Gospel great Yolanda Adams then got the crowd on their feet with an inspired version of “Mary, Don’t You Weep,” also performed by Franklin on Amazing Grace. Then, a couple local greats paid tribute, with Detroit radio host Mildred Gaddis sharing tales of Franklin’s selfless good-doing, and Hall of Fame Detroit Pistons point guard Isiah Thomas discussing how inspiring it was to see Aretha sitting with his mother in the stands during Pistons games (“I know I was her favorite Bad Boy”).
Friend Ron Moten then shared his personal remembrances, including a resounding shoutout to Aretha’s security team, while Georgetown Professor Michael Eric Dyson put Franklin’s cultural importance into context (“She was black girl magic, before there was black girl magic”) and reached a feverish climax while disparaging Pres. Trump for his comments about Franklin “working for” him. Then Jennifer Hudson, the R&B singer reportedly handpicked by Aretha herself to play her in her eventual biopic, led the choir in a mighty performance of “Amazing Grace.”
Franklin’s official eulogy was then delivered by Rev. Jasper Williams, Jr., who performed a rendition of the hymn “Father, I Stretch My Hand to Thee,” and proceeded to urge his audience to take stock of how “black America has lost its soul,” in a controversial sermon that many viewers found distasteful. Franklin’s soul peer Gladys Knight then performed a pair of modern pop standards, “You’ll Never Walk Alone” and “Bridge Over Troubled Water,” both of which Aretha had notable renditions of during her career.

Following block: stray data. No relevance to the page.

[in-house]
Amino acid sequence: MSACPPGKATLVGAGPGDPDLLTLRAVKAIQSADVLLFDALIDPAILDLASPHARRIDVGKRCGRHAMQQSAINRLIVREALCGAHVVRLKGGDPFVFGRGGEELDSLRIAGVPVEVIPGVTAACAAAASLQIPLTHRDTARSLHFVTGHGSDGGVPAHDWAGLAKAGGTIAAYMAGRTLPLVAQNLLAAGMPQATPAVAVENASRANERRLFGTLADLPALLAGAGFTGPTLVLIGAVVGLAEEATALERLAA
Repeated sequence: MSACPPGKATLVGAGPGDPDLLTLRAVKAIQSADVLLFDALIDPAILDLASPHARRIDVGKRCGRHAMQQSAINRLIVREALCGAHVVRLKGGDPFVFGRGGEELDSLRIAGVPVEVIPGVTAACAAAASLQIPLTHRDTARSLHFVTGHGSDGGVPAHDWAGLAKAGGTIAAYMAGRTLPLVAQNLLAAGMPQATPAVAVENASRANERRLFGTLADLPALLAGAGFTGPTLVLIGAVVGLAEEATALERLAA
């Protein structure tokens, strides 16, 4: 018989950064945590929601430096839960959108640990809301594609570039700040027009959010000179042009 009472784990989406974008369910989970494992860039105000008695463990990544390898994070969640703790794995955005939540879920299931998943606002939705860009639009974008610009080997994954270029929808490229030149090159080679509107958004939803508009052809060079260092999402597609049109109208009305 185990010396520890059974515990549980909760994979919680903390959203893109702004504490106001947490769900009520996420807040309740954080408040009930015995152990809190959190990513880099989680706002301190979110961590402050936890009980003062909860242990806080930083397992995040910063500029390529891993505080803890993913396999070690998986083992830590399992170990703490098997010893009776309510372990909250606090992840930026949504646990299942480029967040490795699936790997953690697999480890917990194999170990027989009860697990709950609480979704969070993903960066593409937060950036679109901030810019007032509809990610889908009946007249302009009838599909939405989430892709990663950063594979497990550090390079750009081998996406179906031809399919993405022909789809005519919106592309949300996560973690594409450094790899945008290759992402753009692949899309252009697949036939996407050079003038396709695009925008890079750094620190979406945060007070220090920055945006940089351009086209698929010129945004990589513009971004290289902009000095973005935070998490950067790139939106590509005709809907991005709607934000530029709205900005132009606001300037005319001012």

With the ceremony nearing its close, all-time musical legend Stevie Wonder took over on the harmonica, performing “The Lord’s Prayer.” He then offered a simple message: “As we talk about all the things that those have talked about today, please remember that the greatest gift we have been given in life itself is love. Yes, we can talk about all the things that are wrong — and there are many — but the only thing that can deliver us is love.” He also shared his joy at Franklin having recorded his “Until You Come Back to Me” as a hit single, and expressed a desire to write with her again in the afterlife, before leading the crowd in a joyous rendition of his 1976 classic “As,” backed by soul greats Angie Stone and Jenifer Lewis.
After Wonder’s performance, the service closed with the recessional rendition of “Climbing Higher Mountains,” led in a rapturous performance by Broadway icon Jennifer Holliday, as the pallbearers collected Franklin’s coffin and carried her out of the Greater Grace Temple.
Additional reporting by Andrew Unterberger.